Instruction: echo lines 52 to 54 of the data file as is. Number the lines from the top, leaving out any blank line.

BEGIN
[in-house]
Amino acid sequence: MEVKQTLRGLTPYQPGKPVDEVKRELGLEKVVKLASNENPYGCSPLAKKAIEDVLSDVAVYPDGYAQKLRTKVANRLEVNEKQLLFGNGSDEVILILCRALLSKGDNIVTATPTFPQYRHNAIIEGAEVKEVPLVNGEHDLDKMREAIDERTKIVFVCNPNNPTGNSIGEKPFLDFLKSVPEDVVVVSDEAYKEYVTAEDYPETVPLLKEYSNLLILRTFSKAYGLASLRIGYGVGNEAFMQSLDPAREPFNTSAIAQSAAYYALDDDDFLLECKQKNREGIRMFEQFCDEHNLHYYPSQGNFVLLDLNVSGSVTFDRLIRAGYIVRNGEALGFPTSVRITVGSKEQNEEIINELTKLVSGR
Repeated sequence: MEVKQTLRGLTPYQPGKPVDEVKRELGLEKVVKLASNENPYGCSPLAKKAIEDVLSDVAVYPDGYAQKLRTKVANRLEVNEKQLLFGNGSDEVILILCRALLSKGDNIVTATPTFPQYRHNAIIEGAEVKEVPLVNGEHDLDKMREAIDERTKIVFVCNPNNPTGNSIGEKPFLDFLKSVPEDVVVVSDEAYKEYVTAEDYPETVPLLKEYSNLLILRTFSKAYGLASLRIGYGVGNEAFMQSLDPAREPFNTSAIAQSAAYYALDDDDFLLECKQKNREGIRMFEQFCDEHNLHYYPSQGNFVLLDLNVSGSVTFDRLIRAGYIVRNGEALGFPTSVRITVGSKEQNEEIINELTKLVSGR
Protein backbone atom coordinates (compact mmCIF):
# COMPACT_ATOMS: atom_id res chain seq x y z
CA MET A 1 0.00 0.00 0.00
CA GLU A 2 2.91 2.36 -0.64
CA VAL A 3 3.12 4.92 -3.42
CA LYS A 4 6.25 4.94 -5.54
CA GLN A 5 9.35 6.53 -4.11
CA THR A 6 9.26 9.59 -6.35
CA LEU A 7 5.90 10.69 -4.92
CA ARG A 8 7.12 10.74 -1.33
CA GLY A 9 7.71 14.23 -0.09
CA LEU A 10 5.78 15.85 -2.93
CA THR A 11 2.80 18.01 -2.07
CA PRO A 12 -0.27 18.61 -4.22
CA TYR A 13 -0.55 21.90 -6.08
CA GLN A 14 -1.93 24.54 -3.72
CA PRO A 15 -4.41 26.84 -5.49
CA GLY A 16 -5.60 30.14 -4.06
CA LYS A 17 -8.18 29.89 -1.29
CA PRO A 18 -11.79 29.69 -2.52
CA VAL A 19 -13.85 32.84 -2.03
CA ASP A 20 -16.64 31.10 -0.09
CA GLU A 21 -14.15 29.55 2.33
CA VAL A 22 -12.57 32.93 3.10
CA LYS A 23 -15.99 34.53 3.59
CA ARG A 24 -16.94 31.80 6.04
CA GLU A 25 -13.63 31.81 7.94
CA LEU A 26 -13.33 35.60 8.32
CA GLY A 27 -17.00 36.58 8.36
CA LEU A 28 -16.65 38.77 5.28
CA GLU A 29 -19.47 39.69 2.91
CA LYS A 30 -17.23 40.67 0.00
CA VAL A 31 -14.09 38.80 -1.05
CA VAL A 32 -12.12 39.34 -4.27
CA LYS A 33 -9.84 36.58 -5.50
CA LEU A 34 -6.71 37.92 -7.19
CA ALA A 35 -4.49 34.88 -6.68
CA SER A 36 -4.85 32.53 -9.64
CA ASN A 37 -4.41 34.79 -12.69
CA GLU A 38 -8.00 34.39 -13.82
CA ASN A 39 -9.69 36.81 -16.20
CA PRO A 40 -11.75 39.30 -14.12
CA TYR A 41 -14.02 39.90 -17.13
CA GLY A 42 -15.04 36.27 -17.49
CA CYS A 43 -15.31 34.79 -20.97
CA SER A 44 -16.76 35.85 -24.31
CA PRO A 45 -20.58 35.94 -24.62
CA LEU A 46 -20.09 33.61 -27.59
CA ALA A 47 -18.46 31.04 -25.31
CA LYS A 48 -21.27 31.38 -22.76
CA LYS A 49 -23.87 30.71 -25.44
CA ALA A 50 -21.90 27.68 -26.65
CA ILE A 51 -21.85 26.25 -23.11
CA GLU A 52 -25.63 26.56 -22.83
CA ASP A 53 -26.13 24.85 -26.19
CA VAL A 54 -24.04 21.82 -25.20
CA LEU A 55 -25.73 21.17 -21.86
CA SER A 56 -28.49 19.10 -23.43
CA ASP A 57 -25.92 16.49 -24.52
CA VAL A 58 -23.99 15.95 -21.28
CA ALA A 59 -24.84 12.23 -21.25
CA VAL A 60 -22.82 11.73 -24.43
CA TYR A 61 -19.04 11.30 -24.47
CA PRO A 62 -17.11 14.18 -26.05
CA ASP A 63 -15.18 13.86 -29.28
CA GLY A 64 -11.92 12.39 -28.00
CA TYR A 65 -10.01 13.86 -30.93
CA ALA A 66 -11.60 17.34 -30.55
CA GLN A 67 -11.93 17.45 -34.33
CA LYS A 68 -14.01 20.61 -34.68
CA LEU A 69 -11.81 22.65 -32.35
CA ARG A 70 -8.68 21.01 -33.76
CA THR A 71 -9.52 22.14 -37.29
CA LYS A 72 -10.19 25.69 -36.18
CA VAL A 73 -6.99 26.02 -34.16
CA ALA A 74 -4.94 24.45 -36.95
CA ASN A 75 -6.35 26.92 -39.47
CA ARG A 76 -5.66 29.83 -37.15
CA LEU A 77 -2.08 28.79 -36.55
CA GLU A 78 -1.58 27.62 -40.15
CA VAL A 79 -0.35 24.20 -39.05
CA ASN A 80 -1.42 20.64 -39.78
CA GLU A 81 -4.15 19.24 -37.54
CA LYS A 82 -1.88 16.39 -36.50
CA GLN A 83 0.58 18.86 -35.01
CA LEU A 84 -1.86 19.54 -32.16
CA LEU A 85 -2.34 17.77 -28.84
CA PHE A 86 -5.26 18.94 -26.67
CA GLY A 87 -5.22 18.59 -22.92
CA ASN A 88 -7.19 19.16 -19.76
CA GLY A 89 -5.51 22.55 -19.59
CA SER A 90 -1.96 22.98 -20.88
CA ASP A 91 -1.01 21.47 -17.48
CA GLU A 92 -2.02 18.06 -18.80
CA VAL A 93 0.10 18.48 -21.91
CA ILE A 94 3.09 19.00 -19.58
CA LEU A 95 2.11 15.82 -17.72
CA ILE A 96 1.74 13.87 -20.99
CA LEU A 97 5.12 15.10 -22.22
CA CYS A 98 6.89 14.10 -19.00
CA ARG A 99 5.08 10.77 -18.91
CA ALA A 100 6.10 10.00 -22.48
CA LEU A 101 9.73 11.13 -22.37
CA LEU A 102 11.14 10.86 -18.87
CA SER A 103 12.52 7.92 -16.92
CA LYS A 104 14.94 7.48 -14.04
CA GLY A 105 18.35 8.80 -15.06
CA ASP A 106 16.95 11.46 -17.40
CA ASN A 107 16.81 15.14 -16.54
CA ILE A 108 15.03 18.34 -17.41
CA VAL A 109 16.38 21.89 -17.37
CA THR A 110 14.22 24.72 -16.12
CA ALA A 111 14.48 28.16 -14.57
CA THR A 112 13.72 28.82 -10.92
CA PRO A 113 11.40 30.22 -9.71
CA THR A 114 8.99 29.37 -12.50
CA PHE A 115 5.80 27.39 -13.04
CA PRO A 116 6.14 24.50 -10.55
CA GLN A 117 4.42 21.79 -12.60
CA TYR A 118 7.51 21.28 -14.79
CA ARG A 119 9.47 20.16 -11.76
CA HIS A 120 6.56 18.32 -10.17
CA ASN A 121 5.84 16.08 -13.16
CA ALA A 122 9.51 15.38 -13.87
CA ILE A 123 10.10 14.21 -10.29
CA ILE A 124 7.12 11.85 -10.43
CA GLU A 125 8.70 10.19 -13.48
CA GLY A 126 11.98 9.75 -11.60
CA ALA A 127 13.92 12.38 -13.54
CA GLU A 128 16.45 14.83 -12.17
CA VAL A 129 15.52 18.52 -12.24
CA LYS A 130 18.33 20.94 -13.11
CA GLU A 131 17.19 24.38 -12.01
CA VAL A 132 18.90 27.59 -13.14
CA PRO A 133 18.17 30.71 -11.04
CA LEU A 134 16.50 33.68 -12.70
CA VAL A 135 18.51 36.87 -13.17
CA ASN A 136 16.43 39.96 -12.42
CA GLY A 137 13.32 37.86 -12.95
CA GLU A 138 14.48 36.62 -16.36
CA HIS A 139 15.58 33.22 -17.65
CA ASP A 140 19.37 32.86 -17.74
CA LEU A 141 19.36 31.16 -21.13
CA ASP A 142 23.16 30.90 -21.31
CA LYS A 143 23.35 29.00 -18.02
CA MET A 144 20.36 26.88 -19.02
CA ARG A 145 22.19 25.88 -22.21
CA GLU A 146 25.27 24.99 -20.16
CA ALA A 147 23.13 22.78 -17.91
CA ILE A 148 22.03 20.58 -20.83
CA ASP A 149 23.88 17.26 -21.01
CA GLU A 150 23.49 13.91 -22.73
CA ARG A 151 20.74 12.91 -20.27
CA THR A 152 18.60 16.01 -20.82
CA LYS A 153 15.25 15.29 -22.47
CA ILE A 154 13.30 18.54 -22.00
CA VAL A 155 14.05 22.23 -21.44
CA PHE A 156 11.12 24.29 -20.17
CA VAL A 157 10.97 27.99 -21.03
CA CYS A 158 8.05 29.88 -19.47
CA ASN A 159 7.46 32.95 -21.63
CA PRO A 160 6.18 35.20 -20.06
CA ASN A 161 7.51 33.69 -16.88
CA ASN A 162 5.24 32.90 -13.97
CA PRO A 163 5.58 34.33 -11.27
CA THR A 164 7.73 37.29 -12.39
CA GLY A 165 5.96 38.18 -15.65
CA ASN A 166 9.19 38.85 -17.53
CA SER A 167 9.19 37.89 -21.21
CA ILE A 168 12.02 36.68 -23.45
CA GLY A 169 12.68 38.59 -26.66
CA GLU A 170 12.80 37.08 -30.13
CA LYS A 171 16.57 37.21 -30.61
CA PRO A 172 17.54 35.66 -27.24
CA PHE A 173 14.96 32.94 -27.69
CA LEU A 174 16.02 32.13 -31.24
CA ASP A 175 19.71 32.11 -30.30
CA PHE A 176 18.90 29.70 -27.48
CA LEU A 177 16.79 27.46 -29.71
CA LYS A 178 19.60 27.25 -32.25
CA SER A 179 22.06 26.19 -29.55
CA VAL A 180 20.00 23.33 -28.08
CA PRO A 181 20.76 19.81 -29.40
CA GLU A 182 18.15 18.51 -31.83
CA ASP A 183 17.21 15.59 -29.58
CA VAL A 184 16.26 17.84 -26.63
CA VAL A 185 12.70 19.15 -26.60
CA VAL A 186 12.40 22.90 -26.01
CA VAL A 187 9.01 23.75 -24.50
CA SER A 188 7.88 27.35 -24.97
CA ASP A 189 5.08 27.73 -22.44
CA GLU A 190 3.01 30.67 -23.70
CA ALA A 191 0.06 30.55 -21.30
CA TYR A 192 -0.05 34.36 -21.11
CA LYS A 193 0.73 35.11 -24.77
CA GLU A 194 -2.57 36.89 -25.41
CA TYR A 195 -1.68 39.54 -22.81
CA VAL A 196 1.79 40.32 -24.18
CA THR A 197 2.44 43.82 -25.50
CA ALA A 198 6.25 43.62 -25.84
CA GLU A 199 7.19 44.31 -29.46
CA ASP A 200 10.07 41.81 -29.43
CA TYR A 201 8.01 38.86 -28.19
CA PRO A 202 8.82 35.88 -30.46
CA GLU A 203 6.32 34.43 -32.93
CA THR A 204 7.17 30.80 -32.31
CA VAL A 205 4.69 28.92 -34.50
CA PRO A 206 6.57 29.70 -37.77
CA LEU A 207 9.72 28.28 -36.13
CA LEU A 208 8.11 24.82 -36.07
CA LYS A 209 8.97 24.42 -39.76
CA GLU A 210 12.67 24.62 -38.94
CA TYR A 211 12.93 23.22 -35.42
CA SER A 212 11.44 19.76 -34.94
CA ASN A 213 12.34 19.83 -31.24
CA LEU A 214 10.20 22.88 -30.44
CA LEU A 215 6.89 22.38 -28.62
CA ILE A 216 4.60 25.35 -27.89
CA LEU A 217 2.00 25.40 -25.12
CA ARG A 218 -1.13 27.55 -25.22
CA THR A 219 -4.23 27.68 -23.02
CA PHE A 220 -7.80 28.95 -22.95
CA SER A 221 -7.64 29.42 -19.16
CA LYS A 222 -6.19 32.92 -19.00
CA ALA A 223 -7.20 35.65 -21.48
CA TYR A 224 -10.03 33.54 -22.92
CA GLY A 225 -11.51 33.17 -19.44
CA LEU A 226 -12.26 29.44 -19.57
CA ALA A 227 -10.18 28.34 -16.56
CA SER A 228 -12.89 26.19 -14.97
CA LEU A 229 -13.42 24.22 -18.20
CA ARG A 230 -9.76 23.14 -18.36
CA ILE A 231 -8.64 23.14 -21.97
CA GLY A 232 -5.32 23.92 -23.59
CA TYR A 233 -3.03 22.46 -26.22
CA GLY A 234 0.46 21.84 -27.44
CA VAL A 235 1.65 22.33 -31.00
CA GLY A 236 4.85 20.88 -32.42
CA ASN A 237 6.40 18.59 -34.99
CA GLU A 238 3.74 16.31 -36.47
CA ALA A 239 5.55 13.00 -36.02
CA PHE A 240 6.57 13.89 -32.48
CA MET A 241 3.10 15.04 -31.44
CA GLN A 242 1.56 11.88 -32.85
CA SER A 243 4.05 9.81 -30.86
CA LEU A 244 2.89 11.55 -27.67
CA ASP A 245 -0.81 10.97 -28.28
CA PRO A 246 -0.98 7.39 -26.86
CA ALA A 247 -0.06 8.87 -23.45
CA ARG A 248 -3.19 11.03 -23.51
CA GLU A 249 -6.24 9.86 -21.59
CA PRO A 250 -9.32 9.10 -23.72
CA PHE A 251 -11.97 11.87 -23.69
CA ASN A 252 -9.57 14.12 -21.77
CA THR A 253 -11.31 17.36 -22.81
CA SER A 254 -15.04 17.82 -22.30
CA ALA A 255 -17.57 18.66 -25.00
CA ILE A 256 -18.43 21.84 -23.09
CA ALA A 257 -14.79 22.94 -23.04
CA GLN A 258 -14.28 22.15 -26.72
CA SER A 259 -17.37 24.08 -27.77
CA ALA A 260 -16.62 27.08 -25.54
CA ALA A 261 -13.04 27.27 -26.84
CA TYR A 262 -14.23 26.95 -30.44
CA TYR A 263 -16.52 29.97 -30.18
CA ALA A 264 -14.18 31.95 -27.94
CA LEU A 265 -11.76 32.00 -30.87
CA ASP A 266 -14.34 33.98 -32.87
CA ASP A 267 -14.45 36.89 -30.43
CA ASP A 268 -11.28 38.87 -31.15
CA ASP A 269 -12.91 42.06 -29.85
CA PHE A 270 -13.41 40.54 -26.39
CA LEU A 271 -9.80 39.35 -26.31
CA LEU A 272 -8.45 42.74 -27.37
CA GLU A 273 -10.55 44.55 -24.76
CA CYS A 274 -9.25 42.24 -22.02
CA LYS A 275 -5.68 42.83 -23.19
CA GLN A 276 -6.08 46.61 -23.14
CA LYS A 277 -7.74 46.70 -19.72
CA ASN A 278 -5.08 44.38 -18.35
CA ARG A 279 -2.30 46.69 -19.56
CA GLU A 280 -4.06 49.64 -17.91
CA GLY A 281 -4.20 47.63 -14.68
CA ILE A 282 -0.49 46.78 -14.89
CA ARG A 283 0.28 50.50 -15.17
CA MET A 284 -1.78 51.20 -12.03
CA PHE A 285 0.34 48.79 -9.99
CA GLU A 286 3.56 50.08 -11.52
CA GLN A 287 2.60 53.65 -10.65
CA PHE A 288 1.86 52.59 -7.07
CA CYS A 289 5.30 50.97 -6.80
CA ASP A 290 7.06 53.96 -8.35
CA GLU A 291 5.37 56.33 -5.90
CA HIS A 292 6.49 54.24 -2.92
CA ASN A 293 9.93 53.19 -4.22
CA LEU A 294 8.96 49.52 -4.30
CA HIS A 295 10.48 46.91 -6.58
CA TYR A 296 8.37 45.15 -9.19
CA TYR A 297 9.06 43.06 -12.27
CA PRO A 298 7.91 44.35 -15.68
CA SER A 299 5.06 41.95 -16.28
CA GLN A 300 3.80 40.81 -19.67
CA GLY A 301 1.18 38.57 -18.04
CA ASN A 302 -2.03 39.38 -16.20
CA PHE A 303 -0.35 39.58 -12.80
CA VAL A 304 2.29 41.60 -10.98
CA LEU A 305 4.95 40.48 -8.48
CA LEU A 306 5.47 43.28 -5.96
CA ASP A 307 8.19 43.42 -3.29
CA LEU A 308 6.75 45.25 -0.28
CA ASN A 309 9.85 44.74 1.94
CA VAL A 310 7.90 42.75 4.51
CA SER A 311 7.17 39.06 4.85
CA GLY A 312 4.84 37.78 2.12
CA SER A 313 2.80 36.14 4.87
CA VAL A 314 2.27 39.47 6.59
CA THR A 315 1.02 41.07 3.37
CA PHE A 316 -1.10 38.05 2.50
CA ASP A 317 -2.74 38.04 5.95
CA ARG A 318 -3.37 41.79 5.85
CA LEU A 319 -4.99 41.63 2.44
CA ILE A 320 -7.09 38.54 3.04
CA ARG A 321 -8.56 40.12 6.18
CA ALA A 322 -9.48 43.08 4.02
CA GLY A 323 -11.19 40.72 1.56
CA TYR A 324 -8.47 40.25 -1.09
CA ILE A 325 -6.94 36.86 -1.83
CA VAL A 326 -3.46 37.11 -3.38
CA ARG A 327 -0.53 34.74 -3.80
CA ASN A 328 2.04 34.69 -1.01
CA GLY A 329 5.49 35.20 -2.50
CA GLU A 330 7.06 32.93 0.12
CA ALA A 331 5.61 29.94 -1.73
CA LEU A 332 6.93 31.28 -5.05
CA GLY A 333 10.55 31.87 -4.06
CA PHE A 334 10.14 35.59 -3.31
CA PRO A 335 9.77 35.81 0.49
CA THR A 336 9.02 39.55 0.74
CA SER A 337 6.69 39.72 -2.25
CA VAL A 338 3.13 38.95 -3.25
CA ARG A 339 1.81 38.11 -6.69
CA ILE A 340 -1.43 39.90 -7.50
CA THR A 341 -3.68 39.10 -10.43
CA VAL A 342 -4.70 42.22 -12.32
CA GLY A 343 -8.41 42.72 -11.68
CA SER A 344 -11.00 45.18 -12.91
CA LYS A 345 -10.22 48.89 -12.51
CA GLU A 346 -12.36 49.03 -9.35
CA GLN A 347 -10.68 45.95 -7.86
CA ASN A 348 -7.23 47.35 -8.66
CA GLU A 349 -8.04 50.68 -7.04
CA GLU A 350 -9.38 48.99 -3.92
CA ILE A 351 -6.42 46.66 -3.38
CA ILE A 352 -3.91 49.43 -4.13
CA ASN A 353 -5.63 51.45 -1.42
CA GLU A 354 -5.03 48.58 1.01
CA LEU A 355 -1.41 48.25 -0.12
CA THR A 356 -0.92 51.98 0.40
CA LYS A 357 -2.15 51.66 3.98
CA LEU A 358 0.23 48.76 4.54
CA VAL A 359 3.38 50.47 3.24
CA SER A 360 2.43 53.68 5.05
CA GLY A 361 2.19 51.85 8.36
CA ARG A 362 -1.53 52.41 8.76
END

CA ALA A 47 -18.46 31.04 -25.31
CA LYS A 48 -21.27 31.38 -22.76
CA LYS A 49 -23.87 30.71 -25.44